Tuesday, June 23, 2015

It's a silly little flag. And the wrong one.

The "Confederate" Flag is such big news after a disturbed young man committed mass murder, there is just no way to ignore it.  Here in South Carolina, there are so many people wanting to keep the flag where it's at.  I'm not even sure why.  It's not the Confederate Flag.  It's the Battle Flag of the Army of Northern Virginia, the unit of General Lee.  It's not the flag for South Carolina.  It's not the Battle Flag of the Army of South Carolina.  Of course, it's just a flag when it comes right down to it.  But as we all know, the flag of any country or state or ideal can take on a life of its own.  "Don't Tread on Me" is a flag that sparks all kinds of American pride and reminds us of our fight for our Independence.  The snake cut into 13 pieces representing the divided we fall and together we were tired of unfair treatment comes into many people's minds when they hear those words even if they don't know the history behind the it or even the details of the flag.  For many, the Virginia Battle Flag has become a symbol of heritage, but for many it has also become a dark reminder of the oppression of two centuries now gone by.  We don't need to debate either of those opinions.  That is what the opinions are.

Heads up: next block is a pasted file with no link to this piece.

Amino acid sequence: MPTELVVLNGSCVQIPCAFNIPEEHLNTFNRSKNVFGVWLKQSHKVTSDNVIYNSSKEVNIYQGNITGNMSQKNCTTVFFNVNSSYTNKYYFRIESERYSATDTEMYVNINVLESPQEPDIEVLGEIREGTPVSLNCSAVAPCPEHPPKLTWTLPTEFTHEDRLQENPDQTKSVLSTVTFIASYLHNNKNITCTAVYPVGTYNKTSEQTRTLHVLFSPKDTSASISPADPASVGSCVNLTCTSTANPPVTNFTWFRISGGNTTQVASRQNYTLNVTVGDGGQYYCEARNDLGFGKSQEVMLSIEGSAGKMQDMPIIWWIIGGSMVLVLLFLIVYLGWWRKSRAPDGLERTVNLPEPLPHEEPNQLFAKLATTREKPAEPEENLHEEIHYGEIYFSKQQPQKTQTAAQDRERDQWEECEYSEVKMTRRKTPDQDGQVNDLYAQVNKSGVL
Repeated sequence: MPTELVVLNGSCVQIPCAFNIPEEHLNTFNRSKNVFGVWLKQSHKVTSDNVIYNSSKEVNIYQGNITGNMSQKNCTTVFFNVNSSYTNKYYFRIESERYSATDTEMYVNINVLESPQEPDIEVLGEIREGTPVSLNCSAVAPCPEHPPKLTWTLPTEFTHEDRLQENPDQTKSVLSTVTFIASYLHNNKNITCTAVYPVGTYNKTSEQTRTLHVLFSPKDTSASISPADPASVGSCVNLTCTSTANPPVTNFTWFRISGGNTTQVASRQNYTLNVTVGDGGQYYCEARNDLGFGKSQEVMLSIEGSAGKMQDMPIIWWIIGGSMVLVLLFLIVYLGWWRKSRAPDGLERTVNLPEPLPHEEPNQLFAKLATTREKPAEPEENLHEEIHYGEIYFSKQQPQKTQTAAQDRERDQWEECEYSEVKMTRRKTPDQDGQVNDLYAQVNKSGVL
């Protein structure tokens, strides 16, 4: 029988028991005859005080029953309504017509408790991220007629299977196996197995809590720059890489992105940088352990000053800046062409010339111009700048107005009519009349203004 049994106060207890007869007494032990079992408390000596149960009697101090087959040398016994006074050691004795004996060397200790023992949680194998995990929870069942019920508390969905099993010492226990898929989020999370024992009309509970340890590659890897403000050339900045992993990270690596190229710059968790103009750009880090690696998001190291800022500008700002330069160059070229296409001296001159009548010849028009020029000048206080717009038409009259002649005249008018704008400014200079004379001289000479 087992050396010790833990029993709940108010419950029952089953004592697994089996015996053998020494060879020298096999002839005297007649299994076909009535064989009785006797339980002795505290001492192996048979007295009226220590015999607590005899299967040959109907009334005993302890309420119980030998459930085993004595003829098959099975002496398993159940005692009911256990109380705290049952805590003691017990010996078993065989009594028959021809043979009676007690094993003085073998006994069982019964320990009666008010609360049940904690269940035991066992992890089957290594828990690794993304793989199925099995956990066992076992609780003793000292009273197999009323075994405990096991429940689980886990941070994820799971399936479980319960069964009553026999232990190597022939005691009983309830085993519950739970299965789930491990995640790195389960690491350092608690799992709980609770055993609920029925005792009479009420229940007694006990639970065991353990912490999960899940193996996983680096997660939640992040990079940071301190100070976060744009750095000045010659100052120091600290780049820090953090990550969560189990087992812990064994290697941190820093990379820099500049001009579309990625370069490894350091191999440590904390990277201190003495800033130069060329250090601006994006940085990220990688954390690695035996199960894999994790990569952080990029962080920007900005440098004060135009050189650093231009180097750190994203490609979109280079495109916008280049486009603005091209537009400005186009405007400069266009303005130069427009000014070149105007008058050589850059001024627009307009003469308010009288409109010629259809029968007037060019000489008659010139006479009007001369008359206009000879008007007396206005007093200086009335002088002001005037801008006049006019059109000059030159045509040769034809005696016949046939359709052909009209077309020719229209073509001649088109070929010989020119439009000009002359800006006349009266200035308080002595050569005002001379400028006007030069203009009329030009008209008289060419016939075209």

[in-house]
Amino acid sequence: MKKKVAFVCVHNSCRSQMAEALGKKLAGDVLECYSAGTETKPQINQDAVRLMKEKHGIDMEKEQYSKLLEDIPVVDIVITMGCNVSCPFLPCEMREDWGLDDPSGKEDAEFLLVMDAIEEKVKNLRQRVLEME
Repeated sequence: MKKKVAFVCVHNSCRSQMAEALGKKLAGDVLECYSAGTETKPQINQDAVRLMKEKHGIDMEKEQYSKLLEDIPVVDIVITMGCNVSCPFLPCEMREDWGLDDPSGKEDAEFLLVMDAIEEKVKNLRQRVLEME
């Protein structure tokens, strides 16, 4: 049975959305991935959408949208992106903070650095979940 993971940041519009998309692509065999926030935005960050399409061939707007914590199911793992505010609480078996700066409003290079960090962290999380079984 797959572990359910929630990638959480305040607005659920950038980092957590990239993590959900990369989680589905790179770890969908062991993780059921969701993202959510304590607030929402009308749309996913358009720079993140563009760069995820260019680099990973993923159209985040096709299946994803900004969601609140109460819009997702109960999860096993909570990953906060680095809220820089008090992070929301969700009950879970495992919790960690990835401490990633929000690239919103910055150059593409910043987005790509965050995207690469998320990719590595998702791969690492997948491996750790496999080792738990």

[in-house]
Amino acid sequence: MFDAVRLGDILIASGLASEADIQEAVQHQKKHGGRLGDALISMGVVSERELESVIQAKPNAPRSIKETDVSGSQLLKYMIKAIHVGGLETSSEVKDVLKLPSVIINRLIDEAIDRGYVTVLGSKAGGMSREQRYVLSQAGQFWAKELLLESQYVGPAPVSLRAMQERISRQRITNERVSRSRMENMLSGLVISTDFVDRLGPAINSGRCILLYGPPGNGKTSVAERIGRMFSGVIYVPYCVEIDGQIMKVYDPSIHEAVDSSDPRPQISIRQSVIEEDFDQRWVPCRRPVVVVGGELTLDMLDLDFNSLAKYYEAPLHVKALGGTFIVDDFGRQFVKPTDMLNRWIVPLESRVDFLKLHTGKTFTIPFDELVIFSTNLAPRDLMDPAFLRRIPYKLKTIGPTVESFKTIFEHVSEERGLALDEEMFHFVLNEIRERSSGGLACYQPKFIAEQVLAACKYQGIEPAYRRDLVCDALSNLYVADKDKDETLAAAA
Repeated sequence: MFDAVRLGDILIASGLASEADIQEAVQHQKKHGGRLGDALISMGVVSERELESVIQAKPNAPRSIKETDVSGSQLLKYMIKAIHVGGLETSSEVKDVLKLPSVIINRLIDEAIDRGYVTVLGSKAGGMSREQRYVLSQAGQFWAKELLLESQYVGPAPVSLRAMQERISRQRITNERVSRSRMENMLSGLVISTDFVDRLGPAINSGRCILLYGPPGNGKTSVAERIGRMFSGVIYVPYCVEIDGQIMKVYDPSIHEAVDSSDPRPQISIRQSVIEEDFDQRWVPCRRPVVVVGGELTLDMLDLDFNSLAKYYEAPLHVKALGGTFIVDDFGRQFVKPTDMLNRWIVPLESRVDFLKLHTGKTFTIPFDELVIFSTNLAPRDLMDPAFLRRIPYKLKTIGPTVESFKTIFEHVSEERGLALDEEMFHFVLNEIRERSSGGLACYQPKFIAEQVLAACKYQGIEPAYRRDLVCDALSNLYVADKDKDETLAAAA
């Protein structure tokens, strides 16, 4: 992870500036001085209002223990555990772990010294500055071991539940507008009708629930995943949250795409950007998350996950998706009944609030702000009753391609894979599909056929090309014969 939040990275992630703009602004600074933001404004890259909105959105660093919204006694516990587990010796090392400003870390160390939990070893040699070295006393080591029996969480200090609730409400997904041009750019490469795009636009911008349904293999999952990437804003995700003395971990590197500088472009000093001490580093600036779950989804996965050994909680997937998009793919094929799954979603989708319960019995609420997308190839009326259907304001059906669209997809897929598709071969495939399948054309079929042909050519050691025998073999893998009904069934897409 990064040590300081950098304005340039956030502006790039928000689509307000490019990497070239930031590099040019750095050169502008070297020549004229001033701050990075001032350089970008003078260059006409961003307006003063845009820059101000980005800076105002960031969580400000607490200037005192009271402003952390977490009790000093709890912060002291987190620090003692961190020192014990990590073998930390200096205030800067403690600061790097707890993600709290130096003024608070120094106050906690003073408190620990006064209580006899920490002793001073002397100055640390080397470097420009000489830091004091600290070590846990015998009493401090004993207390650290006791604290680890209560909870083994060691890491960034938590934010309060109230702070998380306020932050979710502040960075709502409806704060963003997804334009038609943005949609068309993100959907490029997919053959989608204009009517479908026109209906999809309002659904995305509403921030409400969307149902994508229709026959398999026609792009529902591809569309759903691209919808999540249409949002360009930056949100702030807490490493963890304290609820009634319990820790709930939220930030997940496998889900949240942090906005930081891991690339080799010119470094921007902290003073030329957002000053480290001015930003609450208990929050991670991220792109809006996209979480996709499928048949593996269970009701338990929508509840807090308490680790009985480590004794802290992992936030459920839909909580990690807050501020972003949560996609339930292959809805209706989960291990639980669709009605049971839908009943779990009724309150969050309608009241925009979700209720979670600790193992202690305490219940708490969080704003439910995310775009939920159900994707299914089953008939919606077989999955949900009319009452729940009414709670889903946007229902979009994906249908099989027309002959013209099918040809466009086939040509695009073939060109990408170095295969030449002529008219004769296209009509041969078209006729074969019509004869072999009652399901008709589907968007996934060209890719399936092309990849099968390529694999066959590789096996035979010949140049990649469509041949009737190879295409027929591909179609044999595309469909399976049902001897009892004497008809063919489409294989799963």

First, as I pointed out, it is not South Carolina's Battle Flag, aka. The Sovereignty Flag or Seccession Flag.  So using the Virginia flag to honor South Carolina Civil War veterans is kind of like honoring Army Airborne veterans with The Air Force Academy flag.  It's really not about heritage unless we're in Virginia, because the true heritage is represented by a totally different flag.  That being stated, it is a flag that the Ku Klux Klan used quite freely as a symbol of white authority and black oppression.  It is a symbol that has even been further embraced by the Neo-Nazis of the entire planet of white supremacy.  It's offensive to so many people.  It's not the flag's fault, but once that bell was rung, there is no unringing it.  When I have friends that insist it's about heritage, I cringe.  I know they think it is, but it isn't.  They've lived with that story most if not all of their lives.  It was a story that South Carolina perpetuated by writing their own history books for their schools.  I never quite understood why.  Of course, those school books were written when the Klan ruled.  They were still being used just a decade ago.  Everything before the Civil War was great; everything after was great.  And the Civil War was the War of Northern Aggression.  The Civil War was about States' Rights.  Well, yes, but it was about one single state right--slavery.  Of course, since only 10% of the whites owned slaves in the South and the same owned all the newspapers of the time, it's not hard to see how easily the actual slave owners could convince the masses otherwise.  There was no Virginia Battle Flag so prominently displayed initially after the War.  It wasn't until the 1920s that most of the Confederate memorials even displayed that particular flag.  South Carolina was even a little miffed during the 4 years of the Confederacy because they had been the first to succeed from the Union.  Why would Virginia's flag be on the Confederacy flag?   There were several iterations of the Confederacy Flag during those years and many of the suggested had the Virginia Battle Flag incorporated using Richmond as the justification.  South Carolina was appalled because they had been the first to secede from the Union.  They were insulted, but all that history has been lost.  All that is left is a systemic attempt to intimidate and create a sub-culture of acceptance of white supremacy united under a flag that some people have just accepted as a Southern thing.